Expected storms and floods will take a hit to infrastructure like public transportation. The rising sea-level, that’s been on a steady increase since 1980, will send the FDR Park and airport underwater. These unfortunate predictions are just the tipping point when it comes to the devastation climate change will inflict on the city.

Continuing The Progress: How Organizations Are Coming Together

Despite the monumental IPCC climate report in October 2018, journalism didn’t cover climate stories at the proportion they can be.

Enter Covering Climate Now, with more than 400 media outlets partnering with the global journalism initiative to provide coverage. Watch for stories about ways to work towards climate warming solutions this week from April 19th-26th on Covering Climate Now. 

People of all ages are coming together for the future of our planet, like in early September when thousands of children and teenagers cut class to attend the Global Climate Strike. 

Their handmade posters illustrated their commitment to bettering the planet, which will only continue to grow.

So, What Now?

It’s important to be conscious of your power to participate and make a change for the better. Even simple everyday tasks, like biking and eating less meat, can reduce your carbon footprint significantly.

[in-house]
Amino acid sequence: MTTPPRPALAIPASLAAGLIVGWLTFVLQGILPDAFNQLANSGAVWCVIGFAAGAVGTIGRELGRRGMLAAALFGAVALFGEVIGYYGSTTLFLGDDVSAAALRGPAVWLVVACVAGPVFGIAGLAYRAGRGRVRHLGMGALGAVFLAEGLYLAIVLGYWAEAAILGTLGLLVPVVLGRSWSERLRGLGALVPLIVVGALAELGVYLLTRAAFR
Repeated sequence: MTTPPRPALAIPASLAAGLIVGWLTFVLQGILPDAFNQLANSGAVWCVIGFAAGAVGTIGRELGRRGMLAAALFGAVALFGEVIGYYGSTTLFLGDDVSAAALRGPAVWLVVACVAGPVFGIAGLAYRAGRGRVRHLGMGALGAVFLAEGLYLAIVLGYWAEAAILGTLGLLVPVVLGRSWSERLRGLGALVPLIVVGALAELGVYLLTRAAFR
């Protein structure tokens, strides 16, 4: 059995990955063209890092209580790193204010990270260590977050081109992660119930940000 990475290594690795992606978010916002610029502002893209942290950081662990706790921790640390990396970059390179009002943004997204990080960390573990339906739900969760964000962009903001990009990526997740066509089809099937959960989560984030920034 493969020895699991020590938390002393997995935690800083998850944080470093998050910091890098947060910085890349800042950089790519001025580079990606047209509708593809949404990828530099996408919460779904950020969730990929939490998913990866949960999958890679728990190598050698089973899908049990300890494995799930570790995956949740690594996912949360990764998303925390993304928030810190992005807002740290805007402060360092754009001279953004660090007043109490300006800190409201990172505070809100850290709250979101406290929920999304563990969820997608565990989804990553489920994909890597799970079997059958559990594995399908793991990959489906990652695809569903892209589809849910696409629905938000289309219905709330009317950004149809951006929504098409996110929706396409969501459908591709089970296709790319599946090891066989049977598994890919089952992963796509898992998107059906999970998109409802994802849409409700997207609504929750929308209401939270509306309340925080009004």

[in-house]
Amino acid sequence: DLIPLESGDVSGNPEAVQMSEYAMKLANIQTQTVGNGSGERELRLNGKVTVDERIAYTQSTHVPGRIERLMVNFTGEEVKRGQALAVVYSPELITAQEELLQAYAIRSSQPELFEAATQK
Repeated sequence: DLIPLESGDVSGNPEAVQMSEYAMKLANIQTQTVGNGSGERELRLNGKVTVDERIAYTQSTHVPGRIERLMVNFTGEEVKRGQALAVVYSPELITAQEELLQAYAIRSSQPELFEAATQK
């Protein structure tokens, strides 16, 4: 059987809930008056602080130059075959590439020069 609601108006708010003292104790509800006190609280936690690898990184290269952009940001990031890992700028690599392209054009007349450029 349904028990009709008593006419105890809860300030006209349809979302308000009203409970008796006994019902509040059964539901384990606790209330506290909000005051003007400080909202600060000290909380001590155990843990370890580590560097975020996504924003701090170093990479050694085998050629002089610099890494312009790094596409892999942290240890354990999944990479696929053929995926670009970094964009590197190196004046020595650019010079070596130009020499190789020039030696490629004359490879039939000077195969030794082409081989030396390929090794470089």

Still looking for more inspiration this Earth Day? Check out our Instagram page for 30 eco-tips you can implement in your everyday life to aid in the fight against climate change.

Green Philly will also be hosting a webinar this upcoming Wednesday to kick off Earth Day, featuring digital speakers and networking opportunities. Purchase your ticket here.

Covering Climate Now
This story is published as a part of Covering Climate Now, a global journalism collaboration strengthening coverage of the climate story

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Jamie McClelland
Jamie is a junior at Villanova University double majoring in English and Communications with a specialization in Media Production. She is currently an Editorial Intern at Green Philly. In her spare time she enjoys writing poetry and short stories, along with watching movies and exploring Philly. View all posts by Jamie McClelland